Local attorney Kevin Sears won’t be charged in relation to his arrest at a downtown war protest last month. Apparently Sears didn’t hear a police order to disperse, unlike the 23 real protesters who were arrested for intentionally blocking traffic March 20. Those 23 will be arraigned on jaywalking charges May 1, which is kind of ironic seeing as May 1 is International Workers Day everywhere in the world except for the USA, where May 1 is known as Law Day. Nobody celebrates Law Day, except for maybe Sears, this year.

As the midnight hour neared on April 17, Associated Students government office hopefuls gathered in Chico State’s BMU, nervously awaiting the results of an election that will be largely ignored by their peers. With a 22.5 percent overall turnout, 2,259 voters sent three races to a runoff, including that of A.S. president, with Michael Dailey and Bob Ray contending. Students may vote on Thursday, April 24. As predicted, Ray split the vote with progressive candidate Fay Roepcke. Voters also shot down by 52 percent a resolution against the war in Iraq but approved by 72 percent an advisory measure advocating the use of renewable energy in campus buildings.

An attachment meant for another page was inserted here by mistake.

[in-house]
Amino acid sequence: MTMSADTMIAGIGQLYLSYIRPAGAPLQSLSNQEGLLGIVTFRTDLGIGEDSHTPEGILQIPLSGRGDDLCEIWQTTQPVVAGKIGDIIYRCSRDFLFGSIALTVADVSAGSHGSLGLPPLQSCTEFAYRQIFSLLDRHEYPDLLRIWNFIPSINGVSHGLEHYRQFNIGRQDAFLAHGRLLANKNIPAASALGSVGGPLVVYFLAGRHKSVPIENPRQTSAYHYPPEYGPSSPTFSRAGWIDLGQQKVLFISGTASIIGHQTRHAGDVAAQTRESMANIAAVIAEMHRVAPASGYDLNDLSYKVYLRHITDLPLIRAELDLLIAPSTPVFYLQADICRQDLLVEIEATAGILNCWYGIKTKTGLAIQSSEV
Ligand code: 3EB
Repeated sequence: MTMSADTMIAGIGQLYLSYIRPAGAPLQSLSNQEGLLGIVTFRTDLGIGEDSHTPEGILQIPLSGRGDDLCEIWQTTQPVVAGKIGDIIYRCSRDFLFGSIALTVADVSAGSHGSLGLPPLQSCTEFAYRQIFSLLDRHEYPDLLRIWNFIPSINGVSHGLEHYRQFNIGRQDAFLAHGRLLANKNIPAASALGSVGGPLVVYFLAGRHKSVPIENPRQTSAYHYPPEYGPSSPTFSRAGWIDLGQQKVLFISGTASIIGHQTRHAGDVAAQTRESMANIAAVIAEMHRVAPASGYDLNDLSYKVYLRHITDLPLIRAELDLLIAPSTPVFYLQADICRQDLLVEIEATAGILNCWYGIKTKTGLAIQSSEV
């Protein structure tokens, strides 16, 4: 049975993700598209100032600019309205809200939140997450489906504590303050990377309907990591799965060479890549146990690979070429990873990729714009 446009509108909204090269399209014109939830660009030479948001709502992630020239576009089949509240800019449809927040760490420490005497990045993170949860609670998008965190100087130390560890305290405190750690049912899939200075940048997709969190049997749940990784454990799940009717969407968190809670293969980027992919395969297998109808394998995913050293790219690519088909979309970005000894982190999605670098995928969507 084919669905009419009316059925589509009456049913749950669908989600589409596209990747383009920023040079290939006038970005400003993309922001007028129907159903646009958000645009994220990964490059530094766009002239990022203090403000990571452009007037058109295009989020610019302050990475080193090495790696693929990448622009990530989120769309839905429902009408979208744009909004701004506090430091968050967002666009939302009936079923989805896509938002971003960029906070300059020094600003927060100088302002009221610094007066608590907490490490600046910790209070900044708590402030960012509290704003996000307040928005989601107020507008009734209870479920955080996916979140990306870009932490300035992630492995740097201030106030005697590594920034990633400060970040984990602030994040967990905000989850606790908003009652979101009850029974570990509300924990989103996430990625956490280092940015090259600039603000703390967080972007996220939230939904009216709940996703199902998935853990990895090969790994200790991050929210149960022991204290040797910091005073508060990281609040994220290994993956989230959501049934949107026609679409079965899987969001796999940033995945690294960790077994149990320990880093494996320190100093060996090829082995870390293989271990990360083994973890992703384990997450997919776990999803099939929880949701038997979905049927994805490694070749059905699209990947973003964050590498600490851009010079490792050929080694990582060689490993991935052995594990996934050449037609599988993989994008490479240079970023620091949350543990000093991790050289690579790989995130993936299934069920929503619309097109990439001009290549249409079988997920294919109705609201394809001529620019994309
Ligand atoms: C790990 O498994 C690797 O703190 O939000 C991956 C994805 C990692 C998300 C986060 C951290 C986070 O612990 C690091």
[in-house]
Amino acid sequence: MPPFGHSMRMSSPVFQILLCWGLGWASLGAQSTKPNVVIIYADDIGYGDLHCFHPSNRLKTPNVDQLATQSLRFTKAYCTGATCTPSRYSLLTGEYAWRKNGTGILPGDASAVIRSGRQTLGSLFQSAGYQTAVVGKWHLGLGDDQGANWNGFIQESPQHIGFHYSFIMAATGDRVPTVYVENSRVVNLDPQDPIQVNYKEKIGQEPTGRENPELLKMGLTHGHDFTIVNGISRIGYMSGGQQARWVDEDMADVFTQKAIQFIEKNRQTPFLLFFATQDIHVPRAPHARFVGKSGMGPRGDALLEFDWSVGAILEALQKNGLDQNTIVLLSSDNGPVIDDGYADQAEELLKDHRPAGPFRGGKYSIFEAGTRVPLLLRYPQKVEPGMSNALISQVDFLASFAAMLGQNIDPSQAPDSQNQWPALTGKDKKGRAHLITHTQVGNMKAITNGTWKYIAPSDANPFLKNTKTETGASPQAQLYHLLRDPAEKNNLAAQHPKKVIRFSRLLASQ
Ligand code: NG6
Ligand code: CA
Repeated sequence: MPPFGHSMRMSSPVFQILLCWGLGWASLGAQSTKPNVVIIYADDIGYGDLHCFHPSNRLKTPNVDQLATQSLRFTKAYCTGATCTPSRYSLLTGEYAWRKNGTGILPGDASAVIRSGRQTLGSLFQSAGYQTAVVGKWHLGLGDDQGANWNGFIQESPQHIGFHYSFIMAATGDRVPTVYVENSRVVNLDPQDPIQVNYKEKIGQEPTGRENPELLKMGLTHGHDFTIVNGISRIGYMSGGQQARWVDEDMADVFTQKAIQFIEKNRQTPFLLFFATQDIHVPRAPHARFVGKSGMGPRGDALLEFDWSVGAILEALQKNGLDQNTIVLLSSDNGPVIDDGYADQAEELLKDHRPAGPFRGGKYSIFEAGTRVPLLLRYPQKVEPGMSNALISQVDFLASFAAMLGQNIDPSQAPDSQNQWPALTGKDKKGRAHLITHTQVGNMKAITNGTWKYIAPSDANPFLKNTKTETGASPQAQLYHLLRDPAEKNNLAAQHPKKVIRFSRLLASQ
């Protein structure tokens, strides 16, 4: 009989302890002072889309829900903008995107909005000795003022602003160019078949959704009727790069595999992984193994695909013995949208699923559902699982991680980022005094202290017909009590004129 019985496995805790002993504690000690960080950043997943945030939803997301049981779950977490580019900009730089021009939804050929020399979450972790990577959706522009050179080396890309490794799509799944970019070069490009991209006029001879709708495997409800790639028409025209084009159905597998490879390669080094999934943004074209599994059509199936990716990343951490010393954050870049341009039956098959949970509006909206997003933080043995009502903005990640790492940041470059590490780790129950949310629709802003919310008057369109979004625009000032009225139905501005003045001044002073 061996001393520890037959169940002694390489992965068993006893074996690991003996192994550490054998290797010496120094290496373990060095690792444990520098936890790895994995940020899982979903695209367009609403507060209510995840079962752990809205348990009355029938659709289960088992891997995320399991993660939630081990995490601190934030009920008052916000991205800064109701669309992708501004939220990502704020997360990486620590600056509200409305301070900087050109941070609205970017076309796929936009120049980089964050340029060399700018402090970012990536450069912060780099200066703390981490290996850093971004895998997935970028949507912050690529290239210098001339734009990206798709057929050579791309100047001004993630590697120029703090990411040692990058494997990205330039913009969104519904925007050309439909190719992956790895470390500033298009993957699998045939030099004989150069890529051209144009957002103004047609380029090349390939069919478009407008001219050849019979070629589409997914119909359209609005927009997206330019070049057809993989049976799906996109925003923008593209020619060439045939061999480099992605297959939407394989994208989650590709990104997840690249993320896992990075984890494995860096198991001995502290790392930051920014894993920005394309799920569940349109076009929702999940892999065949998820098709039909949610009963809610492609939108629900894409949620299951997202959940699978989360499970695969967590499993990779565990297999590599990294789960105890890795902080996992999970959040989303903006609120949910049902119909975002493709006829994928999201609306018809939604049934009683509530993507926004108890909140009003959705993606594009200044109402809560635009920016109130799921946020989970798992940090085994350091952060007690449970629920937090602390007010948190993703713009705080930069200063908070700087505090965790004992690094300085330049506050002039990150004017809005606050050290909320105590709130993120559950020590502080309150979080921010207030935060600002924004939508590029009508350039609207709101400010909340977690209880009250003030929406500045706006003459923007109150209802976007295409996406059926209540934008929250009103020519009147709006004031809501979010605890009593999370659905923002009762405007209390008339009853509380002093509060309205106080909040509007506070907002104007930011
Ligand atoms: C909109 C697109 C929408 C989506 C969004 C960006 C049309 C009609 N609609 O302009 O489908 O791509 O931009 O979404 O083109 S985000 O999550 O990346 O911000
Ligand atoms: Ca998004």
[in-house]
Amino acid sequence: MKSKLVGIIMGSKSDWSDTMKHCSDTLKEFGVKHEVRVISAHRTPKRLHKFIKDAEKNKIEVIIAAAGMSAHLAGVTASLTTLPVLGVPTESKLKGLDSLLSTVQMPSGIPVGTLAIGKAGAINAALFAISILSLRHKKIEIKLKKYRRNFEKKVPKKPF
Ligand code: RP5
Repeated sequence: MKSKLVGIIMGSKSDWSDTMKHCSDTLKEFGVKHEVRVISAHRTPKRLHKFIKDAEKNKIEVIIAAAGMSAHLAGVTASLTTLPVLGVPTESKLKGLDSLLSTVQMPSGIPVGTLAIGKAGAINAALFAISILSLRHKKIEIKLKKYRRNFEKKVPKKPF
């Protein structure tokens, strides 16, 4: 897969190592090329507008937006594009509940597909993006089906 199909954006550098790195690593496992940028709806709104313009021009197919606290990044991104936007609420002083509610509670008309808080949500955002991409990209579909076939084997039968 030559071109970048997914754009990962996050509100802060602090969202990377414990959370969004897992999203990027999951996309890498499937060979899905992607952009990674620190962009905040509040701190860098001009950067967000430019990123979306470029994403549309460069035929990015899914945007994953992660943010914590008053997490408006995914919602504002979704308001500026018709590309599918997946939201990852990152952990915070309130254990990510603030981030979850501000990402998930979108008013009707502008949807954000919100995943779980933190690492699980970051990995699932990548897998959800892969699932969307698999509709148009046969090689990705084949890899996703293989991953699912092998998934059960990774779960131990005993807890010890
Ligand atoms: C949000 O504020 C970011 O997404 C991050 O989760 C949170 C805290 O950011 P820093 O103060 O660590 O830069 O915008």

Boarders beware—the city is putting a 24-hour webcam at the Humboldt Skate Park so police can monitor the shredding over the Internet. Now every time you hurt yourself the cops can laugh at you from afar. Actually, the reason the city is spending $7,000 on the pannable, zoomable camera (along with an extra $41,000 for higher fences around the park) is because there has been some vandalism recently to both the park and a neighboring business. Cops also say there has been illegal drug and alcohol use at the park lately, but since when is it a crime to get wasted and deface public property? Oh. That long? Really?

Chico Animal Control officers were able to track down a pair of animal rescuers who left a rabid bat in a box in front of the Chico Creek Nature Center, and now the bat-loving couple has to take anti-rabies medications. According to a police press release, employees of the nature center called Animal Control April 10 when they arrived at work and found a towel-covered box containing a bat with a broken wing. A note left with the box said “Sarah” and her boyfriend found the bat downtown and apparently thought the nature center would know what to do with it. Subsequently, the bat tested positive for rabies and had to be destroyed. Animal Control Supervisor Kathy Wintroath would not divulge exactly how the bat couple was tracked down, but she did confirm that they were taking their anti-rabies meds. A Glenn County man died from bat rabies last year.